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Conflict and Polio:  Winning the Polio Wars

Zulfiqar A. Bhutta, MB, BS, FRCP, FRCPCH, PhD1,2
[+] Author Affiliations
1Sick Kids Center for Global Child Health, Toronto, Ontario, Canada
2Center of Excellence in Women and Child Health, The Aga Khan University, Karachi, Pakistan
JAMA. 2013;310(9):905-906. doi:10.1001/jama.2013.276583.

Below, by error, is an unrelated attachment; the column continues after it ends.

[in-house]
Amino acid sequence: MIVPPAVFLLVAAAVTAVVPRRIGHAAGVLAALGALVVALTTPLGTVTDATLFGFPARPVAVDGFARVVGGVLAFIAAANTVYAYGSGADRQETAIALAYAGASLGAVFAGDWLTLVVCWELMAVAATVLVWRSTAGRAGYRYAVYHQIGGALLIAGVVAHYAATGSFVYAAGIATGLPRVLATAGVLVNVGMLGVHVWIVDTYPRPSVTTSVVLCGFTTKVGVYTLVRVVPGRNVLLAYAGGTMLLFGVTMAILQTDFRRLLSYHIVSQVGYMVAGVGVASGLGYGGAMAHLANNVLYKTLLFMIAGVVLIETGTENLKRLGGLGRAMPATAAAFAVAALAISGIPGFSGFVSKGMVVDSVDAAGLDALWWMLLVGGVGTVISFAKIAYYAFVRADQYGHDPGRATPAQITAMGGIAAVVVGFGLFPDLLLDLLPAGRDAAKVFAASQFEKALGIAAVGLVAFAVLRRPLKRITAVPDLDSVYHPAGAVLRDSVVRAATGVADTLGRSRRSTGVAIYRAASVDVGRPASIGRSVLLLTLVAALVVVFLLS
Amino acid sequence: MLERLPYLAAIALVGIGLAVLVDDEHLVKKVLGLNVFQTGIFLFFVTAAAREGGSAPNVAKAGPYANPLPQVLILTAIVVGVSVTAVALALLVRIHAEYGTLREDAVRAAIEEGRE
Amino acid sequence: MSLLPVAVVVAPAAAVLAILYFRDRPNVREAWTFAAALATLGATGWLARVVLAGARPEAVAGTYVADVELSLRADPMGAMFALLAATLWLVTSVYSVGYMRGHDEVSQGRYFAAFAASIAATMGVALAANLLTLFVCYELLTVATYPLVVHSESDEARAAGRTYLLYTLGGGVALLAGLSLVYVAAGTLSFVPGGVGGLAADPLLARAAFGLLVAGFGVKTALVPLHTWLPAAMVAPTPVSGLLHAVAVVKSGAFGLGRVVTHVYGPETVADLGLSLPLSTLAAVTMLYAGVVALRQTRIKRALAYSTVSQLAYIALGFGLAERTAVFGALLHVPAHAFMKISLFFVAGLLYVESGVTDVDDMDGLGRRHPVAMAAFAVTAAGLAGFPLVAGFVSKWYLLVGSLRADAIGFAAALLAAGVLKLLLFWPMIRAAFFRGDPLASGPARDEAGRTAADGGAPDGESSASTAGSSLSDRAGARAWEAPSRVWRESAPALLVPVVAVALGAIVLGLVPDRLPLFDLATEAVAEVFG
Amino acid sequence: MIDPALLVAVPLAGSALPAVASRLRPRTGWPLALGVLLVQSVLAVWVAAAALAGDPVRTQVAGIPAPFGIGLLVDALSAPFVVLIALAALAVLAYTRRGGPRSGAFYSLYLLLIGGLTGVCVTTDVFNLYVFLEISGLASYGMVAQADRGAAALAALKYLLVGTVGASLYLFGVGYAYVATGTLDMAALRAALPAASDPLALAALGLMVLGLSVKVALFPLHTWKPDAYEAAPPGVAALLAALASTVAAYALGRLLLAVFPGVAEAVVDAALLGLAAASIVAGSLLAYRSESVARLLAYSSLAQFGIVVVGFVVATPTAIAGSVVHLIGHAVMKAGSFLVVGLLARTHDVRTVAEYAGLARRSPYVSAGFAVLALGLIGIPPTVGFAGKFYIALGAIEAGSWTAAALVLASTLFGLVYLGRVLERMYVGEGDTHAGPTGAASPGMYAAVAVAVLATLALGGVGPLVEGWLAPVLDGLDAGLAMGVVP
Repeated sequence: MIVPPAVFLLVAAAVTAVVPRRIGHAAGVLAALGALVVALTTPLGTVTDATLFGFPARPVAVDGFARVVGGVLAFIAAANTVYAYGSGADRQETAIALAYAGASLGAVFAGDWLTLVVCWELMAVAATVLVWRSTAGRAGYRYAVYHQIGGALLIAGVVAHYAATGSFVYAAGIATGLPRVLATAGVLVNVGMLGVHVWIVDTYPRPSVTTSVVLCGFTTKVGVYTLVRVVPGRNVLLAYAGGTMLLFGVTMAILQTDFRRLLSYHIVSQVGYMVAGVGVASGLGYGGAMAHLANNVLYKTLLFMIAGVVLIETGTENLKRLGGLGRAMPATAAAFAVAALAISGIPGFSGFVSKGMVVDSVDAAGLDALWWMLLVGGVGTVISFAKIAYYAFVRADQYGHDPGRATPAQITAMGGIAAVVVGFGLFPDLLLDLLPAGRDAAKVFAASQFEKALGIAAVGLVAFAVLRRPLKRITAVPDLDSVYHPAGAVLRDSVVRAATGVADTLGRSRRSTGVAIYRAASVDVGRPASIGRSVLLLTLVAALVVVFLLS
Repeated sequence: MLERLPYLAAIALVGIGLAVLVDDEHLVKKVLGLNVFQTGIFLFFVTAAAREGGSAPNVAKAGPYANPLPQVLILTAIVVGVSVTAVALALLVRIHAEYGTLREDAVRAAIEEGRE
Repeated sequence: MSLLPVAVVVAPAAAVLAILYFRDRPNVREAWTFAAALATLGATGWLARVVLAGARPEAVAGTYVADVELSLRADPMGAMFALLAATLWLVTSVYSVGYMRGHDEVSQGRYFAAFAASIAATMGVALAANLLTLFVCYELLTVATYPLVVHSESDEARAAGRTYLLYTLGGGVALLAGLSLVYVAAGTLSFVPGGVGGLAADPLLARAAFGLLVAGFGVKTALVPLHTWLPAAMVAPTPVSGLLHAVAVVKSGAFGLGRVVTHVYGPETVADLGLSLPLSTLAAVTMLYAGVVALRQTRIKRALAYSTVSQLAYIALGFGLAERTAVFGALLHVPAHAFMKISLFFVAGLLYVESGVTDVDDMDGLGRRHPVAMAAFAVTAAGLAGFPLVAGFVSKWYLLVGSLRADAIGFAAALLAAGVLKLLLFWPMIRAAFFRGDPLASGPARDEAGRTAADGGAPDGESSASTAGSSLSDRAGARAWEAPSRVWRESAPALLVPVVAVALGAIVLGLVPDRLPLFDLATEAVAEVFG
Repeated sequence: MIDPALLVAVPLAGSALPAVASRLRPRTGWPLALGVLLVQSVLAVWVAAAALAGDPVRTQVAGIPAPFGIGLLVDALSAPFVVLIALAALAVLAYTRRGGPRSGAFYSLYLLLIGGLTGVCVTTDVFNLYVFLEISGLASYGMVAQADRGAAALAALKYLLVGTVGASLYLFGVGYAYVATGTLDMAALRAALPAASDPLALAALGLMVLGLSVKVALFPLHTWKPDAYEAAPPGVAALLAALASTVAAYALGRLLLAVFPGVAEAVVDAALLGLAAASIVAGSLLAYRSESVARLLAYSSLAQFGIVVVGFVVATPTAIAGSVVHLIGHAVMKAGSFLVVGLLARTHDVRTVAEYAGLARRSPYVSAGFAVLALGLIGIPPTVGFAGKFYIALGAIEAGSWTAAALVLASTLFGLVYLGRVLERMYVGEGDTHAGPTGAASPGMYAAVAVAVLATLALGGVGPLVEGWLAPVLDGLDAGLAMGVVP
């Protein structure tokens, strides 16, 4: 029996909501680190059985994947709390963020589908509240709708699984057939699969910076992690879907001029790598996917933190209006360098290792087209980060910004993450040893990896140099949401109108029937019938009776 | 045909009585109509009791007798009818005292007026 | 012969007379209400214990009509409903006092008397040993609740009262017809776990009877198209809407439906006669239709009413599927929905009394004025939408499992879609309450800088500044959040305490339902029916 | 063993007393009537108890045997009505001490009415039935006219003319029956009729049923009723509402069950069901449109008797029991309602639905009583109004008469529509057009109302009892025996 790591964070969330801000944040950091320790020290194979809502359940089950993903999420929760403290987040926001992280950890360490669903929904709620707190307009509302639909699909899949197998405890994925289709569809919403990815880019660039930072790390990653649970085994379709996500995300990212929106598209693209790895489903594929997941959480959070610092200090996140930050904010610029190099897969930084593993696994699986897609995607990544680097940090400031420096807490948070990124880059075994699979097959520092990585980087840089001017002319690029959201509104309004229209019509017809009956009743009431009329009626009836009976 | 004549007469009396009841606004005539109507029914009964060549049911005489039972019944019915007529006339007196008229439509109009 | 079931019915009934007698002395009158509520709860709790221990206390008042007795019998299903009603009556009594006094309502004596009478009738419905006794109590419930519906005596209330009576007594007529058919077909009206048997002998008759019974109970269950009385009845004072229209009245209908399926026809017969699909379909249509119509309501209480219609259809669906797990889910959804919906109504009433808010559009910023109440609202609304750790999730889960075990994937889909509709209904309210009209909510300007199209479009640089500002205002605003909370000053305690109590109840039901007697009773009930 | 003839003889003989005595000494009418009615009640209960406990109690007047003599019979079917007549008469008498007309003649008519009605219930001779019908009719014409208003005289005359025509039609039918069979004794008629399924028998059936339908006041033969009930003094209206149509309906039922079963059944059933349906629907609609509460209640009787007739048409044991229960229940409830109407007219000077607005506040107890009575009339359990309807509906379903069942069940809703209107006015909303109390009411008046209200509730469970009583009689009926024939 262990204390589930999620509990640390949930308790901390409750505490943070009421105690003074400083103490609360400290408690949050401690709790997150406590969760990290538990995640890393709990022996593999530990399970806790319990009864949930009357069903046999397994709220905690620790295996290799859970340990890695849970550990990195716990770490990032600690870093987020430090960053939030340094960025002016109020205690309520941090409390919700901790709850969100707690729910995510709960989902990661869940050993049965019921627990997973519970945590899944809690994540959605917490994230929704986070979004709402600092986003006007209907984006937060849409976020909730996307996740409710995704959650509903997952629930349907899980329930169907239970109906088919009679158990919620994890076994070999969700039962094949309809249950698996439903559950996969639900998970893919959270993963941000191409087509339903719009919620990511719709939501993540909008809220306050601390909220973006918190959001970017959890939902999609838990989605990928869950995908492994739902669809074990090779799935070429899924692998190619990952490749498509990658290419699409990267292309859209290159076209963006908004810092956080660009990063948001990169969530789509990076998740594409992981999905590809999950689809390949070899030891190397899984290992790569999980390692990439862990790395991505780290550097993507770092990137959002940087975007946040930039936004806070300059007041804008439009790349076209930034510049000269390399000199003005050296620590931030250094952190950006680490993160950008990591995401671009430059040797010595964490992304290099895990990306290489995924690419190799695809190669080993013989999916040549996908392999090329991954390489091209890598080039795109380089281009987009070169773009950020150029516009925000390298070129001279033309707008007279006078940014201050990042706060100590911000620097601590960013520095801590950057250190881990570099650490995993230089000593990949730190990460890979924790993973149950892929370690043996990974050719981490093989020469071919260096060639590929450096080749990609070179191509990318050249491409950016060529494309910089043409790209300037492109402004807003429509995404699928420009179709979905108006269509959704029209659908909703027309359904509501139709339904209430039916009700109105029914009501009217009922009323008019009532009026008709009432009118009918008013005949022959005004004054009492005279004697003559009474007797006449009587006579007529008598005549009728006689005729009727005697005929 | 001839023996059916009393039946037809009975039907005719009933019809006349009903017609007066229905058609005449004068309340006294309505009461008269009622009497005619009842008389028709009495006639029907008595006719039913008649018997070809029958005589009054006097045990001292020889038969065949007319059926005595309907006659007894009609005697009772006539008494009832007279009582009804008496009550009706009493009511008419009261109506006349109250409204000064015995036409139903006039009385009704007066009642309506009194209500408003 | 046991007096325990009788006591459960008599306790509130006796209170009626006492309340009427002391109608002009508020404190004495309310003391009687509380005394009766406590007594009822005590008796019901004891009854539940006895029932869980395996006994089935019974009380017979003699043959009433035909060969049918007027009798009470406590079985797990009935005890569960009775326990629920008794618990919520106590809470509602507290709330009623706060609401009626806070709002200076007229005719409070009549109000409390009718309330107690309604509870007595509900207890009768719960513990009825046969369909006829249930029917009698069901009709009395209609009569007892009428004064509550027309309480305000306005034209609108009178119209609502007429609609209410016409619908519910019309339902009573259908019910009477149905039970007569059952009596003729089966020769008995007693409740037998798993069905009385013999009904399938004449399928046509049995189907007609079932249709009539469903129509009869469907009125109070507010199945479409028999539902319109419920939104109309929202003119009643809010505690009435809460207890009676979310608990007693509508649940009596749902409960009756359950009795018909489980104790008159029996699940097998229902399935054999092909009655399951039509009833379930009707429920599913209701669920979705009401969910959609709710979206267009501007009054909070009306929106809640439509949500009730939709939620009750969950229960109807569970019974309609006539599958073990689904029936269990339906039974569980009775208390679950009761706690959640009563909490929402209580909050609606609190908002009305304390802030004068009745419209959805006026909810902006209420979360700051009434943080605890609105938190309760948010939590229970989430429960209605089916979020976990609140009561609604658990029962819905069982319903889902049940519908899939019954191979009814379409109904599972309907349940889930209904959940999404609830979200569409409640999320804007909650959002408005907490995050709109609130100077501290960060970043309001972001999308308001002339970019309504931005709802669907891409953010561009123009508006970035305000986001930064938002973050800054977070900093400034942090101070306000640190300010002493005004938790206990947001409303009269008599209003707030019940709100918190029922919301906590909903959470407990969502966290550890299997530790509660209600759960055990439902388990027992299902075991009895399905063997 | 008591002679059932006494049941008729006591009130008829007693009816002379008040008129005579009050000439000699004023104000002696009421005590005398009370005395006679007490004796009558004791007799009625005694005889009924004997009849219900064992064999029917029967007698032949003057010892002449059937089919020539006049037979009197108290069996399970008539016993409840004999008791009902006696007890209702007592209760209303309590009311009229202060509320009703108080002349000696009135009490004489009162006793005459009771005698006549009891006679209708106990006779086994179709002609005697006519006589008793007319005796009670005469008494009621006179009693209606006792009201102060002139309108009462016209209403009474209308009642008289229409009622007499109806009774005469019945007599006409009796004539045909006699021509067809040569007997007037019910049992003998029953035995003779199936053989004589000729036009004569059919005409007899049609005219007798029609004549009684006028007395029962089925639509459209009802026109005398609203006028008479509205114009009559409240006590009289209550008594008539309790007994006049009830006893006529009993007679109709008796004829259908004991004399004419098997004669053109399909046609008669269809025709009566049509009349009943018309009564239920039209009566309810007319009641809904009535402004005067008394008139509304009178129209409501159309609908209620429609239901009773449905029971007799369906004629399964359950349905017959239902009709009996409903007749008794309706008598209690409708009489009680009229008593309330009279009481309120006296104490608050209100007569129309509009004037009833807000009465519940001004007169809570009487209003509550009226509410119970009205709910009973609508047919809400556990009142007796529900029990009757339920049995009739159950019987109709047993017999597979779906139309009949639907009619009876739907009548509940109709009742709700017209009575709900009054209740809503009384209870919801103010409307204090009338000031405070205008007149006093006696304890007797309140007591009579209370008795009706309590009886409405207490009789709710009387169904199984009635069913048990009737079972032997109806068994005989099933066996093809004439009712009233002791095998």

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The global polio eradication initiative is at a critical crossroads. Some 25 years ago, the World Health Organization (WHO), supported by Rotary International, launched a global goal of eradicating polio from the world by 2000.1 Although the eradication target may not have been achieved, there has been remarkable progress. From more than 350 000 cases of poliomyelitis globally spread over 125 countries with endemic disease in 1990, a mere 223 cases were reported in 2012, with the disease largely restricted to a few regions of Nigeria, Pakistan, and Afghanistan. These hotspots of polio, with a total population exceeding 380 million, include geographic diversity, conflict, and population displacement. Although all 3 countries have made tremendous strides in controlling endemic disease affecting thousands of children annually, they face many residual pockets of polio and widespread virus circulation.

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